In February 2016 Facebook extended its famous Like button to include emotions: love, haha, wow, sad and angry. For the first time users could not only express their pleasure at reading a Facebook post, but their displeasure as well, and with shades of grey. Facebook also opened up an API to make this data available to developers.
At AI Mining we have looked at and analysed this data extensively. We focused on news data as it tends to show a wider range of reactions. For example, fans of musician Taylor Swift tend to love everything she posts, but when they react to a CNN news post, their reaction says more about the content of the news headline than about their feeling for CNN itself.
As part of our research, we ran the news data through various statistical correlation algorithms, to see if there was a significant relationship between the different user reactions. These reactions include not only the five emotions but also comments, shares and likes. This article discusses some of the statistically significant correlations we found. Remember this analysis applies to news data only.
First we’ll show you the results of our research graphically, because it looks great. Then we’ll point out some of the surprises and show the raw numbers. The graph below links the 5 reactions and 3 actions to each other according to strength of correlation:
Likes and Love
The strongest correlation above is the thick red line between the like button and the emotion love. The strength is 0.87 out of a maximum of 1 (all the numbers are at the bottom of the article). This particular correlation isn’t at all surprising but we sort of have to mention it.
Comments and Haha, Wow and Angry
Commenting is roughly equally correlated with the reactions haha, wow and angry (0.72-0.74) but much less with love (0.64) and sad (0.59). So if you want your news to be commented on, make it funny, surprising or riling. This is not so surprising – the more provocative the news, the more comments it will gather. Simply making people feel good/love or bad/sad does not drive user engagement.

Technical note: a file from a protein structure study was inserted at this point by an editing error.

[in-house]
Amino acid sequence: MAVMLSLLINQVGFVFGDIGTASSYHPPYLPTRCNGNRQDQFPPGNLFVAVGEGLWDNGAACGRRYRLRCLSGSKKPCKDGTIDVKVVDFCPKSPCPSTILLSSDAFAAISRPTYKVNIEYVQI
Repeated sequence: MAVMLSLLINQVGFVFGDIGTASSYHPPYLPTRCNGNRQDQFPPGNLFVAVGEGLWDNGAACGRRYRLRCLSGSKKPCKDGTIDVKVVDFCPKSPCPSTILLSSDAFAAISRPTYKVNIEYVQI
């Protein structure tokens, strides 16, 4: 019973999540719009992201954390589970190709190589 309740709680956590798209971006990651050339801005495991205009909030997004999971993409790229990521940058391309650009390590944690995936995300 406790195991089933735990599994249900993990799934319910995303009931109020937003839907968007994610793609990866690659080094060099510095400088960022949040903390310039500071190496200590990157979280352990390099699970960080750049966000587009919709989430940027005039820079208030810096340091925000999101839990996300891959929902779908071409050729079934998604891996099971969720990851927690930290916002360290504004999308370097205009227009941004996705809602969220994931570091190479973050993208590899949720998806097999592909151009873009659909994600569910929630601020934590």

Shares and Haha
More interesting is that the reaction mostly strongly correlated with shares is haha. In other words, funny news is more likely to be shared (0.77) than surprising (0.51) or angry news (0.52).
Sad and Angry
Between the user emotions, unsurprisingly the highest correlation is between sad and angry (0.66).
Haha Is Ambiguous
More unexpected is that haha also correlates fairly highly to sad (0.61). This is much higher than its correlation with love (0.52). In fact our analysis shows that love and sad/angry are the only very lowly correlated emotions (0.25).
This has caused us to rethink Facebook’s emotions. We initially thought that they purposefully chose two positive emotions (love and haha) a neutral one (wow) and two negative ones (sad and angry), in an attempt to balance out the emotions. To put this in context, psychologists have long thought that there are six or seven basic human emotions, and they are mostly negative. For example Paul Ekman’s seminal 1984 study posits: happiness, surprise, anger, fear, disgust, sadness – arguably 1 positive, 1 neutral and 4 negative.
Our analysis of Facebook emotions shows that love is the only definitively positive emotion, sad and angry are negative, but haha and wow are ambiguous. Maybe Facebook did intend the emotions to be balanced originally, and this has taken them by surprise as well. In any case, it fairly easy to explain: people often laugh or express surprise at others’ misfortune.
It is worth mentioning again that this only applies to news data, because when reading a CNN headline, the reader is not personally connected to the subject of the news. If it was their best friend, perhaps they would be less likely to laugh when something horrible happens.
Actions to Actions
The analysis above focused on correlations between the 5 emotions and 3 actions, and within the 5 emotions. Within the actions, comments, shares and likes are all well correlated to each other (0.74-0.79). This just means that articles which receive lots of comments, also get lots of shares and likes.
The table below shows all the correlations numerically. We used Spearman’s rank correlation coefficient (or rho) for this non-parametric analysis. This was based on 41,000 news headlines downloaded in mid 2016. Reactions and actions were normalised within each headline before correlating.
In summary, if you want your headline or ad to be clicked and shared, then try to make your readers laugh or make them shocked or angry. Even better, use our technology to do it.